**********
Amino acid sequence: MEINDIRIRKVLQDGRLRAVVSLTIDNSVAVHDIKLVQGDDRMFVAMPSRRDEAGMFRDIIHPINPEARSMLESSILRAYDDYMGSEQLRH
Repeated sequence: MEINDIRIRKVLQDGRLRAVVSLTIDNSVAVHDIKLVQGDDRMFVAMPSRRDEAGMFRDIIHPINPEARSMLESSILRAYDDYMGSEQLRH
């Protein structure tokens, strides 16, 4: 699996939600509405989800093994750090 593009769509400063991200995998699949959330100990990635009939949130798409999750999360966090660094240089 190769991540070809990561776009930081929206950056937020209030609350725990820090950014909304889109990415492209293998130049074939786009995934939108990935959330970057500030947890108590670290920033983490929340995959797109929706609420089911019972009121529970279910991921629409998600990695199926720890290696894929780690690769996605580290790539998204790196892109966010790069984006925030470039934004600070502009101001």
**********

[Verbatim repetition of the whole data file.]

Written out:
Amino acid sequence: MEINDIRIRKVLQDGRLRAVVSLTIDNSVAVHDIKLVQGDDRMFVAMPSRRDEAGMFRDIIHPINPEARSMLESSILRAYDDYMGSEQLRH
Repeated sequence: MEINDIRIRKVLQDGRLRAVVSLTIDNSVAVHDIKLVQGDDRMFVAMPSRRDEAGMFRDIIHPINPEARSMLESSILRAYDDYMGSEQLRH
């Protein structure tokens, strides 16, 4: 699996939600509405989800093994750090 593009769509400063991200995998699949959330100990990635009939949130798409999750999360966090660094240089 190769991540070809990561776009930081929206950056937020209030609350725990820090950014909304889109990415492209293998130049074939786009995934939108990935959330970057500030947890108590670290920033983490929340995959797109929706609420089911019972009121529970279910991921629409998600990695199926720890290696894929780690690769996605580290790539998204790196892109966010790069984006925030470039934004600070502009101001």